Public Works division and Civil Defense

Monday, April 23, 1951

This episode is from the WNYC archives. It may contain language which is no longer politically or socially appropriate.

Commissioner Arthur Wallander discusses civil defense with Commissioner of Public Works, Frederick Zurmuhlen.

Zurmuhlen reports that the Public Works emergency division is well organized, they have enlisted 50,000 volunteer personnel and the siren installation project is almost complete. Other projects are under way, and plans to avoid sabotage have been put in place.

One of the biggest challenges faced by the Public Works office following an attack is the debris that will block streets and broken mains restricting access to utilities. Likewise, building stability is of concern. Furthermore, Zurmuhlen discusses a master list that is kept up to date that catalogs all heavy moving equipment, such as motor vehicles, truck cranes, bull dozers, as well as tools such as shovels, picks, and crow bars. The cataloged list is maintained using an IBM computer. He also speaks of the many individuals trained to respond to a disaster.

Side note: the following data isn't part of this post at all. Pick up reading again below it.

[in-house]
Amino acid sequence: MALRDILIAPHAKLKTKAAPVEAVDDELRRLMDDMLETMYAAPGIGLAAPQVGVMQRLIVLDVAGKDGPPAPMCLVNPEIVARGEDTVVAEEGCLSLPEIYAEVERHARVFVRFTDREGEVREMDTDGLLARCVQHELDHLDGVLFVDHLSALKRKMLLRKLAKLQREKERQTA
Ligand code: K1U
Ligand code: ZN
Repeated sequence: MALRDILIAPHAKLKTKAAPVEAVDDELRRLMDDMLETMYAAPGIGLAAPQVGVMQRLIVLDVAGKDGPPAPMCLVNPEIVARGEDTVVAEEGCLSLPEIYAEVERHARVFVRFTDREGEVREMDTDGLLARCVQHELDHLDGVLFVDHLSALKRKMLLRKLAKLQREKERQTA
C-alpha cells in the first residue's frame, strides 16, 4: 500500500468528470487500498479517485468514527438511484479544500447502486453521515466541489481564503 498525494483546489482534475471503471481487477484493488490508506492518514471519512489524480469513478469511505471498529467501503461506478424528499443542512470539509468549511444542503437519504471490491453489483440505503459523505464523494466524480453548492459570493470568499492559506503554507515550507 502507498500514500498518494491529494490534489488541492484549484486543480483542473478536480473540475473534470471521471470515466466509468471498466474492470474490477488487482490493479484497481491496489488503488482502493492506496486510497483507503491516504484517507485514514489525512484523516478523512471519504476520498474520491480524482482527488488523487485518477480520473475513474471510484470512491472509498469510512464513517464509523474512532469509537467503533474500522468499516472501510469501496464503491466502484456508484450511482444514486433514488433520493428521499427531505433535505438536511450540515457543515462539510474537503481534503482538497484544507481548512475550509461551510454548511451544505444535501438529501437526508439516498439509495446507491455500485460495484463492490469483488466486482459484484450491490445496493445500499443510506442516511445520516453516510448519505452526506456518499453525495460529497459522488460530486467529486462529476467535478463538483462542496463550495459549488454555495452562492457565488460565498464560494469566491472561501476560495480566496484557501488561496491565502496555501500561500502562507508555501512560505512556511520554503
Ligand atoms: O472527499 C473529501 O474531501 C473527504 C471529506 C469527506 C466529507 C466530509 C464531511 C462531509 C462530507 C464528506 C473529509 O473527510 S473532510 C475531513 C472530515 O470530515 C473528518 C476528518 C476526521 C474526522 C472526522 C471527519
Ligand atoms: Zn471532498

Audio courtesy of the NYC Municipal Archives WNYC Collection

WNYC archives id: 71588
Municipal archives id: LT1820


Arthur W. Wallander and Frederick H. Zurmuhlen


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About Report on Civil Defense

From public welfare to firefighting to water safety, this program updates the public about disaster preparedness.

From 1950 to 1952, Arthur J. Wallander, Civil Defense Director for New York City, interviewed the heads of city departments about the steps their departments had taken to meet the needs of the city's civil defense system.

These programs provide an interesting vantage point on beliefs and fears about what many assumed were imminent attacks.  While providing exhaustive details about the municipal systems, they also ask the implicit question, what is your plan in the case of nuclear attack? 


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